Psychologists refer to friendships as social capital—the networks of relationships among people who live and work together in a particular way that enables the group to function effectively. Friendships help you meet your need for belonging. Humans want to be seen, liked, and appreciated for who they are. Your friends don’t only see the best in you, they are also able to bring out the best in you when it comes to empathic accuracy, or the ability to know and understand another person’s thoughts and feelings. When you are experiencing a low mood, your friends can offer a unique source of understanding and insight. Make sure in the busy fall season, you schedule in some time with friends who inspire you and bring you happiness.
Start a new habit. Striving for and achieving something is deeply connected to happiness and it’s hard to be happy in a dark mood. Often things you want to try like a new diet, a different type of exercise class, or meditation get lost in the business of life. Habit formation writer Gretchen Rubin says: “Things you can do anytime are often done at no time.” By thinking of September as a new beginning, you create a visible starting point for the new habit. Think about who you want to be and what you need to do to become (or continue to be) that person. Take a class, find a mentor—research your options and find any way to minimize daily stress. Physical activity not only benefits your health and well-being, but it’s also a great mood booster.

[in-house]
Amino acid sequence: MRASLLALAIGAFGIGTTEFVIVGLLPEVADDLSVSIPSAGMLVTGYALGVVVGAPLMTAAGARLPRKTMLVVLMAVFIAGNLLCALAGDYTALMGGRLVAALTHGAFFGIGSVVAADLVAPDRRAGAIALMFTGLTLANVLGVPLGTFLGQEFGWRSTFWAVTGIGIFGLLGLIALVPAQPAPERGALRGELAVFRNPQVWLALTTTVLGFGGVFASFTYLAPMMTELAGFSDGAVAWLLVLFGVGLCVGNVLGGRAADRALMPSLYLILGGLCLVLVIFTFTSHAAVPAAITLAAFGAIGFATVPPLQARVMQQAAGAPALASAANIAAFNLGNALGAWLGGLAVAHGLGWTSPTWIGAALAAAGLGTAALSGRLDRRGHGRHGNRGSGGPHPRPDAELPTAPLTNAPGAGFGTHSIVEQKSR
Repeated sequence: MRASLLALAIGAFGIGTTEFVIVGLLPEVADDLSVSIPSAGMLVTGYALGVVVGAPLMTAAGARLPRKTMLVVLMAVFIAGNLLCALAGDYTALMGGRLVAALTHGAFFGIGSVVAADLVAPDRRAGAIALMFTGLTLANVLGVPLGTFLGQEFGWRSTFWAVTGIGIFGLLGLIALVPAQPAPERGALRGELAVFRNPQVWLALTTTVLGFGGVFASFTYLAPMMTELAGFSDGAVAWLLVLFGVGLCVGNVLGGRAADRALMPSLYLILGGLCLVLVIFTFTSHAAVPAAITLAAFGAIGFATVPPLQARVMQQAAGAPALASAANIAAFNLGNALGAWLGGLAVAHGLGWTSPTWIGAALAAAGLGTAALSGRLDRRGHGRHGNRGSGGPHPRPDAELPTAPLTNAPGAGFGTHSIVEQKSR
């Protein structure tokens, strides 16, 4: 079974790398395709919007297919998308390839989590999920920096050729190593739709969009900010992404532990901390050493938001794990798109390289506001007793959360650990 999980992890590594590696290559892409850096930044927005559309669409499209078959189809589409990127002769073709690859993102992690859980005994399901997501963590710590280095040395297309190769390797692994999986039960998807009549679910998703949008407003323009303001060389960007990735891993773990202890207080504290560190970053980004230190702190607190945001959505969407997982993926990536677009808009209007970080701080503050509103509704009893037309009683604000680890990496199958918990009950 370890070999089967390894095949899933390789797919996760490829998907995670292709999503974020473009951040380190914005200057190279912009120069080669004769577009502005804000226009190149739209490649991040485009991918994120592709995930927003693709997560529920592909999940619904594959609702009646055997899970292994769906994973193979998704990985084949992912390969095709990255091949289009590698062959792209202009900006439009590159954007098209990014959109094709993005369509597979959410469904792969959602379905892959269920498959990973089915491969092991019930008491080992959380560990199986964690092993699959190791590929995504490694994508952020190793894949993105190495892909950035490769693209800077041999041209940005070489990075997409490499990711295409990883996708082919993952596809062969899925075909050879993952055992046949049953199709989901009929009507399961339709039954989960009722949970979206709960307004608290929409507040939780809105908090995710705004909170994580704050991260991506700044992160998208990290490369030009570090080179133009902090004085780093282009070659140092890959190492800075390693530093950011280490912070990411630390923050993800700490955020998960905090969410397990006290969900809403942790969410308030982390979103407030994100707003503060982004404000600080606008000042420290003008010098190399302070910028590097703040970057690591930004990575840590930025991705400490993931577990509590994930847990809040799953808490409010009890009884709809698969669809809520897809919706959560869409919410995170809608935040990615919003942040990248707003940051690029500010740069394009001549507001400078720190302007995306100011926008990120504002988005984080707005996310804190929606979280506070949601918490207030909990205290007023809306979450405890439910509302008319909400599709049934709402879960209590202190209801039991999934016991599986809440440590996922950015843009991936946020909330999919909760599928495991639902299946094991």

The neurobiology department at Wake Forest University School of Medicine looked to see if short meditations impacted mood in a positive way. Long-term meditators often report a sense of peace and stable mood but it’s great to know that you don’t have to be a yogi with years of practice to reap the benefits of meditation practice. In this study, an improvement was shown after as few as three days of meditation at 20 minutes each day.
Music has a powerful connection to your brain. Although the last thing you want to do when feeling down is to put on a happy playlist, the good news is any music helps to positively impact your mood. Even sad music can improve your mood, according to one study whose authors are looking more deeply at an endocrine response (prolactin) designed to alleviate mental pain. This hormonal response is experienced as consoling, even enjoyable, which might explain why angsty music can elevate a mood.
In closing, remember that your mood is yours to decide. If feeling a bit melancholy is where you are today, leaning into the melancholy for a duration might be more effective than forcing yourself to lift your mood at the request of others in your life. Motivation to change your mood will be far more effective when you decide it’s time to feel lighter yourself. And when you want to feel better, try these six tips. One thing to remember is that moods, like seasons, change and can impact your overall health. If you don’t like yours, don’t sit and wait for it to change, take action and turn your bad mood into a good mood.
*Editor’s Note: The information in this article is intended for your educational use only; does not necessarily reflect the opinions of the Chopra Center's Mind-Body Medical Group; and is not a substitute for professional medical advice, diagnosis, or treatment. Always seek the advice of your physician or other qualified health providers with any questions you may have regarding a medical condition and before undertaking any diet, supplement, fitness, or other health programs.